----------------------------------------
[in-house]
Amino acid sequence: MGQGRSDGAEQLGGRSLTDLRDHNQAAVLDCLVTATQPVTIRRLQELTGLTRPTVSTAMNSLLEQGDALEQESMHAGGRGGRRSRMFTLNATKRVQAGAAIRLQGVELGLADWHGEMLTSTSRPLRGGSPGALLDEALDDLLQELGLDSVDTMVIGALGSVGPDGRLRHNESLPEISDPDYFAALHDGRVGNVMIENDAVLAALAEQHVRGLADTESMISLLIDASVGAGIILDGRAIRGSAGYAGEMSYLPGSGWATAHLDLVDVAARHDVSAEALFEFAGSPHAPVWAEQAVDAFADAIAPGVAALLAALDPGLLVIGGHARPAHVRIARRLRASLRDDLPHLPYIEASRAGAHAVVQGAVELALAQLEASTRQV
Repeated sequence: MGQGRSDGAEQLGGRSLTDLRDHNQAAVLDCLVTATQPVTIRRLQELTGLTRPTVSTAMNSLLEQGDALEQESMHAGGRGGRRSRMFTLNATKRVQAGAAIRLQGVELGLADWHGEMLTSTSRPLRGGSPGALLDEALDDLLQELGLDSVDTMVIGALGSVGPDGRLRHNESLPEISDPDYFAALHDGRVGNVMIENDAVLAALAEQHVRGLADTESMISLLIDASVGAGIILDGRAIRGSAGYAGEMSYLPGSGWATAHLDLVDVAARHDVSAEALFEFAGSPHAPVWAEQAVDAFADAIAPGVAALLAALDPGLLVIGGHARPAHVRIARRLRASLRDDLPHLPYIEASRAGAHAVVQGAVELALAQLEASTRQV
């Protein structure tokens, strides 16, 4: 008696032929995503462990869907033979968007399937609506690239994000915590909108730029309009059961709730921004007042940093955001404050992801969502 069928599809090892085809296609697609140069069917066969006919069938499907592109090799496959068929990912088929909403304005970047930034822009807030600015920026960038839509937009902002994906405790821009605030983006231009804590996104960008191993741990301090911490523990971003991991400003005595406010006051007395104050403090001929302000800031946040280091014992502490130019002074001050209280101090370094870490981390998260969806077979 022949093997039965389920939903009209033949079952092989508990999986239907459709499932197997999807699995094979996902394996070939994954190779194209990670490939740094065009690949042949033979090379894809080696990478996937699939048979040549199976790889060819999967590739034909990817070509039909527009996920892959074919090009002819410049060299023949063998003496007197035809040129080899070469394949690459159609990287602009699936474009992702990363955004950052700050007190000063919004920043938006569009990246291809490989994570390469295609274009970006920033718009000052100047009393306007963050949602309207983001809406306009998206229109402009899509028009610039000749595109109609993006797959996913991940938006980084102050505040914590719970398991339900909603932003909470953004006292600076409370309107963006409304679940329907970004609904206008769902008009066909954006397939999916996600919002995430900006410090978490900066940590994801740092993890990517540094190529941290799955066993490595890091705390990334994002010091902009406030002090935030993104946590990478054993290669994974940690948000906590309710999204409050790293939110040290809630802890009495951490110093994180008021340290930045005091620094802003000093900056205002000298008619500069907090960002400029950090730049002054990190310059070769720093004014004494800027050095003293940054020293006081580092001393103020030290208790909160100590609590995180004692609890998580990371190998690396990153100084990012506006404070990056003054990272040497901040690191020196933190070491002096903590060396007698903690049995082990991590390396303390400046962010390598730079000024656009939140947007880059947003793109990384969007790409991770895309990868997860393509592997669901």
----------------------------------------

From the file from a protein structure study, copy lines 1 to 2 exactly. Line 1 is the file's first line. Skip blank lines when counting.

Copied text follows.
[in-house]
Amino acid sequence: MGQGRSDGAEQLGGRSLTDLRDHNQAAVLDCLVTATQPVTIRRLQELTGLTRPTVSTAMNSLLEQGDALEQESMHAGGRGGRRSRMFTLNATKRVQAGAAIRLQGVELGLADWHGEMLTSTSRPLRGGSPGALLDEALDDLLQELGLDSVDTMVIGALGSVGPDGRLRHNESLPEISDPDYFAALHDGRVGNVMIENDAVLAALAEQHVRGLADTESMISLLIDASVGAGIILDGRAIRGSAGYAGEMSYLPGSGWATAHLDLVDVAARHDVSAEALFEFAGSPHAPVWAEQAVDAFADAIAPGVAALLAALDPGLLVIGGHARPAHVRIARRLRASLRDDLPHLPYIEASRAGAHAVVQGAVELALAQLEASTRQV